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Norco concerns!

Reggietsfree

Greenlighter
Joined
Feb 17, 2018
Messages
7
Well...kinda saw this coming. I've been with another pain clinic now for almost 9 months.
They upped my 7.5 Norco to 90 pills for every 30 days.
They also write me 2 scripts and 1 is predated for the next 30 days to be filled...so I don't have to see them every month.
Well greedy pig as I am...I'm running out in two weeks or two and a half weeks and supplementing by
purchasing 7.5 or 10's from an old bud of mine who goes to a Pain Clinic as well.

Overall, I'm doing somewhere between 150-170 hydrocodone per month and I'm just not feeling anything
much off of them anymore...it just all seems mental now.
I did have an incident back around May 12 that shook me up...my wife and I went out town and I was really low on the 10's and I ran out
and the next morning and all through the day I was dizzy as hell and felt like pure de shit!
Of course all that was all eliminated when I got back and filled my script!! :sneaky:

Is this too much acetaminophen intake?
Think I'm ready to be done with them for good...starting to get scared and worried about long term health effects.
I'd really like to hear some solid feedback and experience on this.
My life has been really good the last 18 yrs or so.
I was granted recovery and deliverance from cocaine in all forms as well as everything else....I'm determined not to screw it up!
 

Mafioso

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So according to drugs.com(and a few other sources found by googling "acetaminophen max dose"), max dosage for acetaminophen is 4g(4000mg) per 24hrs. This seems to be a bit of a generalized safety statement, being that it doesn't list mg/kg of body weight, and individual physiology varies greatly with sex, ethnicity, age, body type, and so on. 4000mg per 24hrs is probably not recommended for long term use, guessing it's a general safety guideline at which point some damage is likely occurring but likely a negligible amount- at least for the average person in good health.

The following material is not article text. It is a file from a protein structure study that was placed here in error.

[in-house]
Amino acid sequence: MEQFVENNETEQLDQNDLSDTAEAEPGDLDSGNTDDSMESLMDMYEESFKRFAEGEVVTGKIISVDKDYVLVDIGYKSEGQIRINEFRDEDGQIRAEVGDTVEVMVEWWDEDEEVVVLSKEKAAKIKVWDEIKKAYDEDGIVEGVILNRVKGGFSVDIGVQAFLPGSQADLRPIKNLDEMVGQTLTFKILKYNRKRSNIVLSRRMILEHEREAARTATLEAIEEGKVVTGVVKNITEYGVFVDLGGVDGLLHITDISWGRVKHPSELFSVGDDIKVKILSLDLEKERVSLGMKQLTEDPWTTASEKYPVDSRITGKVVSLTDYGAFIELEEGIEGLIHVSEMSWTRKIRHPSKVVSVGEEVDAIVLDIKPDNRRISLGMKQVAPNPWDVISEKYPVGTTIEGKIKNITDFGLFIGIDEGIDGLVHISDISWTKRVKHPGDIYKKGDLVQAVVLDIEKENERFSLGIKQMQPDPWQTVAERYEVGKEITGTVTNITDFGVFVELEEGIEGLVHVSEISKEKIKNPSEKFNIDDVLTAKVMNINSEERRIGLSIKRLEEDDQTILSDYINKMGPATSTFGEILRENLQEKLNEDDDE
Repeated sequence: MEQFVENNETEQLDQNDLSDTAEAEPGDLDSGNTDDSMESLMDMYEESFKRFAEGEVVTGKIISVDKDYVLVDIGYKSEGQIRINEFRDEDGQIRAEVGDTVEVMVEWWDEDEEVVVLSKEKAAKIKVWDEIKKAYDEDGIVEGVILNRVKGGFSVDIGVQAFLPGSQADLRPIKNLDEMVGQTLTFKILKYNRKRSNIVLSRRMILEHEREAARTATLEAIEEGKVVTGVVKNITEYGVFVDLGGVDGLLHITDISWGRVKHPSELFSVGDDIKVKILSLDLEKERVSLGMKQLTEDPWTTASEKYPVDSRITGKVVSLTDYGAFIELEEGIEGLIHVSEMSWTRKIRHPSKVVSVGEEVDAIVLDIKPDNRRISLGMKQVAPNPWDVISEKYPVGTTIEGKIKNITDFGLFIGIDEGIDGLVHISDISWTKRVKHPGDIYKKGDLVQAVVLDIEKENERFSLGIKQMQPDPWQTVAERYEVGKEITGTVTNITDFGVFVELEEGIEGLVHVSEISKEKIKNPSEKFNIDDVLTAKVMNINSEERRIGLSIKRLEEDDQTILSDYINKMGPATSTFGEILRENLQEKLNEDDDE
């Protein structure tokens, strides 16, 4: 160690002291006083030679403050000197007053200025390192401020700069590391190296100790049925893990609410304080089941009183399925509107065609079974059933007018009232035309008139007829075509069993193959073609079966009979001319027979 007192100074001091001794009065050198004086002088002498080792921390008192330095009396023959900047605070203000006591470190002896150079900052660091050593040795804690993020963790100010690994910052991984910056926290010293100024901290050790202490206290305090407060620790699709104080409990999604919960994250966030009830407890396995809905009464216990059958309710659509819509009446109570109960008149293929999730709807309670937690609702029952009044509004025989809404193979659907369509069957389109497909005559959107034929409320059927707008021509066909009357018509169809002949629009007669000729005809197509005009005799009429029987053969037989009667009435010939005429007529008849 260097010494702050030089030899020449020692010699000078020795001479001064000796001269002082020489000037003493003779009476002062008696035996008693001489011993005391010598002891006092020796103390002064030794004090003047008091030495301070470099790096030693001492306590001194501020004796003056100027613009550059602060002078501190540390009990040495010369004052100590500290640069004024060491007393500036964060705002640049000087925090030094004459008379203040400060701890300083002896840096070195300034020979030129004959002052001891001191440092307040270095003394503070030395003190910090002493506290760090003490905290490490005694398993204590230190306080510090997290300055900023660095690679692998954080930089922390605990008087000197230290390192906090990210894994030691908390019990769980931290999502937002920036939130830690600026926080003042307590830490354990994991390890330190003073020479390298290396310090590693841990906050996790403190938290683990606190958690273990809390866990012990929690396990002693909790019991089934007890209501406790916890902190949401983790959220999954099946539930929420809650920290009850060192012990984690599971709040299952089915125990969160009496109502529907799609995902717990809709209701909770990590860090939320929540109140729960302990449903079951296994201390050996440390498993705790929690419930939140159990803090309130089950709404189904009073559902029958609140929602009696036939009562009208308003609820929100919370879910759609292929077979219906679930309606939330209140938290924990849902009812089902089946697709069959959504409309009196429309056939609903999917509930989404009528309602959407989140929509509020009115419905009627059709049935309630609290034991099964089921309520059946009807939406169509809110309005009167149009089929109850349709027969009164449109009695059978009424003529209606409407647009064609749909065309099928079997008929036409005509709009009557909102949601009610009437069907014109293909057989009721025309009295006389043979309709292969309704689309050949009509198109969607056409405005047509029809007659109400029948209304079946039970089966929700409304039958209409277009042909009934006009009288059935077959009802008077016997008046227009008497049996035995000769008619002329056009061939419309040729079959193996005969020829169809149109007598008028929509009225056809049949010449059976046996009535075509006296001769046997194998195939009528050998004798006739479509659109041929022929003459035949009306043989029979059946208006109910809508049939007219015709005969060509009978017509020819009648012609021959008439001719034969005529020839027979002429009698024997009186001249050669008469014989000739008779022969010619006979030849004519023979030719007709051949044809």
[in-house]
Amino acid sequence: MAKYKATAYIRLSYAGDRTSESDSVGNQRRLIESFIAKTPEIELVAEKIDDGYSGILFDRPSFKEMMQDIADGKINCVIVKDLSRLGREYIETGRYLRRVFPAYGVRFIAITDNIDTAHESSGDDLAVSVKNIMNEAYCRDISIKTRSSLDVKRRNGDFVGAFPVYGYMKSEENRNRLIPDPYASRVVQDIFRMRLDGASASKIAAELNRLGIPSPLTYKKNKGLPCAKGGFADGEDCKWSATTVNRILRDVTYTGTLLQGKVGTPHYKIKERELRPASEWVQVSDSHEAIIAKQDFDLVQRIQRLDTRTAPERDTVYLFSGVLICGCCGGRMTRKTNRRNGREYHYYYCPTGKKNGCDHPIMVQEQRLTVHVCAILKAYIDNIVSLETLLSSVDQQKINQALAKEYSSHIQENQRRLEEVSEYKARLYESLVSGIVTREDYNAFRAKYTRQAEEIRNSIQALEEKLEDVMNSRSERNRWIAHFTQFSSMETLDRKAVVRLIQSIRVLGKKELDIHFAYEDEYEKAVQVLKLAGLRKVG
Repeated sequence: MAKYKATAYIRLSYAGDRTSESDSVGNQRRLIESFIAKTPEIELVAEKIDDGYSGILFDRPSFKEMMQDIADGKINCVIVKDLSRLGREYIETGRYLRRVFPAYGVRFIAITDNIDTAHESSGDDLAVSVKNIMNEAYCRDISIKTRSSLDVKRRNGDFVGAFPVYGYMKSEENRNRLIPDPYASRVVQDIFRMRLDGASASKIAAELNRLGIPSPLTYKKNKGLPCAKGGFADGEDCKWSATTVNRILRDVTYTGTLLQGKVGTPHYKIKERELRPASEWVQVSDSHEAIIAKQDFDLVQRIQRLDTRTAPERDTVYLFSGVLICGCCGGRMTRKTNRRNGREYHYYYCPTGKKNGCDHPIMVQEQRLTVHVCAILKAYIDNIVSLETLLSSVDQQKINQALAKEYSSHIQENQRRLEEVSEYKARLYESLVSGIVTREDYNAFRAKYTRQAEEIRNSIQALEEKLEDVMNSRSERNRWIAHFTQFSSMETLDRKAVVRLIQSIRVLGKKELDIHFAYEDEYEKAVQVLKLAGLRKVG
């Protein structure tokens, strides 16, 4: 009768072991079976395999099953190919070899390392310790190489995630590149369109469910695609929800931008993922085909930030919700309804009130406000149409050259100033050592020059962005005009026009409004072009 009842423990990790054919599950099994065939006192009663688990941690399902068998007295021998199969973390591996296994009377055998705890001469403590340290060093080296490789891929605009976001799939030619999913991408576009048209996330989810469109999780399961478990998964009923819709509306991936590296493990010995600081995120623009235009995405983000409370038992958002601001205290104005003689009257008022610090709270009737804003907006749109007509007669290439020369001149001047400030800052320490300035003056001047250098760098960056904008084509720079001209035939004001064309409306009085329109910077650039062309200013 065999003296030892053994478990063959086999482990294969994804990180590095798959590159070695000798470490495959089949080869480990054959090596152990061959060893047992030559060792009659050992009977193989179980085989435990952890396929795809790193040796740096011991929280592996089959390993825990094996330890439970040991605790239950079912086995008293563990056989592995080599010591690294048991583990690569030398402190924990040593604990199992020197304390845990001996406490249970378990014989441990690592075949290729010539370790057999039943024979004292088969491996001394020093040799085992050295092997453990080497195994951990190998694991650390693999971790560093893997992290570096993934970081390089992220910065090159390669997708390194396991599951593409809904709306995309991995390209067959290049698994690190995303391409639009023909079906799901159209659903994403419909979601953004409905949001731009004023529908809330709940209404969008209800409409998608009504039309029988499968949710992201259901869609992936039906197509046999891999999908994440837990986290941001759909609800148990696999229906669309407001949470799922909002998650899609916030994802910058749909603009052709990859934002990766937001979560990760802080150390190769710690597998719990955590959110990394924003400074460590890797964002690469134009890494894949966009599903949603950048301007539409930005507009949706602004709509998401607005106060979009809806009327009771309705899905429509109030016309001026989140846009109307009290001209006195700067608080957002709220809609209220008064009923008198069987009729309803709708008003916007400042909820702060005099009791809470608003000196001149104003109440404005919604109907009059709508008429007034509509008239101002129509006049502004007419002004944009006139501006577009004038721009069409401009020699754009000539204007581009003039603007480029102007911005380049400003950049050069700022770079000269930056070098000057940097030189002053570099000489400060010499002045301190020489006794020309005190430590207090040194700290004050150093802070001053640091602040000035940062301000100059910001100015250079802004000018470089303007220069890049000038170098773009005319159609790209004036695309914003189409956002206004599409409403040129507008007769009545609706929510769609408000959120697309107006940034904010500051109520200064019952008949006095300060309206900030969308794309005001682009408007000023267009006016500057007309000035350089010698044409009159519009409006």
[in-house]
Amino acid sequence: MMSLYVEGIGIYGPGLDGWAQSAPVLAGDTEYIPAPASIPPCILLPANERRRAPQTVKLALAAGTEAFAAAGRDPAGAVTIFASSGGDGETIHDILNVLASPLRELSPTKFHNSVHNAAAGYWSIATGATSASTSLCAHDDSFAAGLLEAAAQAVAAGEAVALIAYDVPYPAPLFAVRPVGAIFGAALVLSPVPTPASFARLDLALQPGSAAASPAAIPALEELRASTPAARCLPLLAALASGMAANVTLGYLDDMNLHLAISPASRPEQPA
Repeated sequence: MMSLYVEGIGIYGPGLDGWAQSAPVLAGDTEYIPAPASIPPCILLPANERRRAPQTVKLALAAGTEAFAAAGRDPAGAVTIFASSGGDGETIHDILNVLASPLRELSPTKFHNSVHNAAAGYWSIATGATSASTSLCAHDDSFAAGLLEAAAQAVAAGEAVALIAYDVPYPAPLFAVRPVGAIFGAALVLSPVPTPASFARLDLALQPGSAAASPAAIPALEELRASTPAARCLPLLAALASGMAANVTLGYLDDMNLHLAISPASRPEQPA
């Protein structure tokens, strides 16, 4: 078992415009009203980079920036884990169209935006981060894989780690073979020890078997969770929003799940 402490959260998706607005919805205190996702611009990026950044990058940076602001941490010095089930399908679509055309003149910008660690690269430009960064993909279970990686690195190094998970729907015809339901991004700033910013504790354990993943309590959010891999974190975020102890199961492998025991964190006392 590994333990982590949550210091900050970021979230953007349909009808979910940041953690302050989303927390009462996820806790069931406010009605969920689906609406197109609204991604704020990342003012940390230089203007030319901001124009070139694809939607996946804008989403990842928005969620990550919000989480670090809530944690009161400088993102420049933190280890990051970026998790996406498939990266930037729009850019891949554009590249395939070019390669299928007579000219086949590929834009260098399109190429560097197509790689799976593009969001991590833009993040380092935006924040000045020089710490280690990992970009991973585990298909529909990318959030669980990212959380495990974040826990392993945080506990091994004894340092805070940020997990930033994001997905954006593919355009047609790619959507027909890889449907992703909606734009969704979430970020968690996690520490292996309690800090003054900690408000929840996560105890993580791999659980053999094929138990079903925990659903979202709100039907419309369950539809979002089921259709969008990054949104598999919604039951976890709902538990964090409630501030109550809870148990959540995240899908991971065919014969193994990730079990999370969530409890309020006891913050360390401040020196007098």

Someone who is older, in poor health, or already has existing liver damage would probably not be recommended by a responsible doctor to take that much on a regular basis. Also, I doubt the max dose is considered safe on the long term. This is just my guess, and need to look further into the dangers and risks of acetaminophen, particularly long term and high risk populations.

In the name of harm reduction, I'd suggest finding an opioid that doesn't have acetaminophen mixed in with it, or doing a cold water extraction(or something similar). Ultimately though, it seems that you are already having problems with controlling your opioid use and have been bordering on addiction for a long time if you haven't already crossed that line. That is a lot of pills to be running through in that amount of time, and to be blunt, it sounds uncomfortably similar to the beginning of so many opioid addictions. A lot of the warning signs seem to be there, and if that's the case, acetaminophen will probably be one of the lesser of your concerns in a short while.
 

Xorkoth

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For harm reduction purposes, you should take these via cold water extraction. What that does is separated the acetaminophen from the hydrocodone. Just crush up the dose you're going to take into a glass of cool water. Stir until totally dissolved, then stir for another few minutes. Let the undissolved powder settle on the bottom of the glass, and drink the liquid, and do not drink the undissolved powder. At the very end you could strain it to get all the liquid. Acetaminophen does not dissolve in cold water but hydrocodone easily dissolves, so this allows you to not ingest all that acetaminophen. Daily, chronic usage of big doses of acetaminophen damages the liver and eventually contributes to liver disease.
 

Reggietsfree

Greenlighter
Joined
Feb 17, 2018
Messages
7
So according to drugs.com(and a few other sources found by googling "acetaminophen max dose"), max dosage for acetaminophen is 4g(4000mg) per 24hrs. This seems to be a bit of a generalized safety statement, being that it doesn't list mg/kg of body weight, and individual physiology varies greatly with sex, ethnicity, age, body type, and so on. 4000mg per 24hrs is probably not recommended for long term use, guessing it's a general safety guideline at which point some damage is likely occurring but likely a negligible amount- at least for the average person in good health.